Three-Dimensional Topological Insulators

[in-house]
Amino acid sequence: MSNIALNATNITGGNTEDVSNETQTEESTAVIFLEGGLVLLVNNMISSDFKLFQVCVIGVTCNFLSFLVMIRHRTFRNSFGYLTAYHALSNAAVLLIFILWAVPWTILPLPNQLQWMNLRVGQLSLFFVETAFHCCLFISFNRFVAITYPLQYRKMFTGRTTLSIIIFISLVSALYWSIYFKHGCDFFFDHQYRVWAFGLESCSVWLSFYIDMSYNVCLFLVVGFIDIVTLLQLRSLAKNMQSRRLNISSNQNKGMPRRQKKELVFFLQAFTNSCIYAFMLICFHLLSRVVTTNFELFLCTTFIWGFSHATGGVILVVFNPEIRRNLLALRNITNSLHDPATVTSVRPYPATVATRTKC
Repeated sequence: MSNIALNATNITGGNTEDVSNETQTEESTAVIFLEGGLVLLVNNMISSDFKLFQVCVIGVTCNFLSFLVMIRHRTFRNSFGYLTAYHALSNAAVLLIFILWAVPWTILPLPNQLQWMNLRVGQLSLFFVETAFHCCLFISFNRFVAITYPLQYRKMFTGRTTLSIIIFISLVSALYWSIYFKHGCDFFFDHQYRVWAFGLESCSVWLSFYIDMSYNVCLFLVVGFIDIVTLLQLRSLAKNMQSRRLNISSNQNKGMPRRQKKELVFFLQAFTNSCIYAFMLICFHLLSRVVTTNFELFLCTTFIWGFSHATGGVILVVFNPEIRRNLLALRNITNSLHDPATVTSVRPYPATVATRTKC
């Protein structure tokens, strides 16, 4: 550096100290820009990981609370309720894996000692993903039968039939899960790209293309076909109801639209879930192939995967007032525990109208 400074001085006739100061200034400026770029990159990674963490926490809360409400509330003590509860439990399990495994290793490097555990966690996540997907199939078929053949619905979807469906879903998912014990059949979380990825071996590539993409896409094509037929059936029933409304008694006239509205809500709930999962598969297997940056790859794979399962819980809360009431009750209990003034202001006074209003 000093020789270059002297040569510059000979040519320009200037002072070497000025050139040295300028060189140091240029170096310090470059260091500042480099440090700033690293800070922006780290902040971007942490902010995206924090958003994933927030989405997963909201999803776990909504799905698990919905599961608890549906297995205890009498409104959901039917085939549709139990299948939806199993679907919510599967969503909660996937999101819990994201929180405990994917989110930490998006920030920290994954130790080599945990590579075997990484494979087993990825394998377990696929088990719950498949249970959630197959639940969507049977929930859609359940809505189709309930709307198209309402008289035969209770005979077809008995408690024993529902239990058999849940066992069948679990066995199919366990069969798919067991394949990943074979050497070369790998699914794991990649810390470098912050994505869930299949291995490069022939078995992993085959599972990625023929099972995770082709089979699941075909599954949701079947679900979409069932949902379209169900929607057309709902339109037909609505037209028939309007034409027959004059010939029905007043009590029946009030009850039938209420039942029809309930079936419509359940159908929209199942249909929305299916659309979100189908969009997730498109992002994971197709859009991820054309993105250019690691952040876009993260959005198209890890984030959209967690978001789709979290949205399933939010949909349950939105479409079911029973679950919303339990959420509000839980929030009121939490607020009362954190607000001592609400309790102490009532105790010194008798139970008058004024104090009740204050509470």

Topological insulators in three dimensions are nonmagnetic insulators that possess metallic surface states as a consequence of the nontrivial topology of electronic wavefunctions in the bulk of the material. They are the first known examples of topological order in bulk solids. We review the basic phenomena and experimental history, starting with the observation of topological insulator behavior in Bi$_x$Sb$_1-x$ by spin- and angle-resolved photoemission spectroscopy and continuing through measurements on other materials and by other probes. A self-contained introduction to the single-particle theory is then given, followed by the many-particle definition of a topological insulator as a material with quantized magnetoelectric polarizability. The last section reviews recent work on strongly correlated topological insulators and new effects that arise from the proximity effect between a topological insulator and a superconductor. While this article is not intended to be a comprehensive review of what is already a rather large field, we hope that it will serve as a useful introduction, summary of recent progress, and guideline to future directions.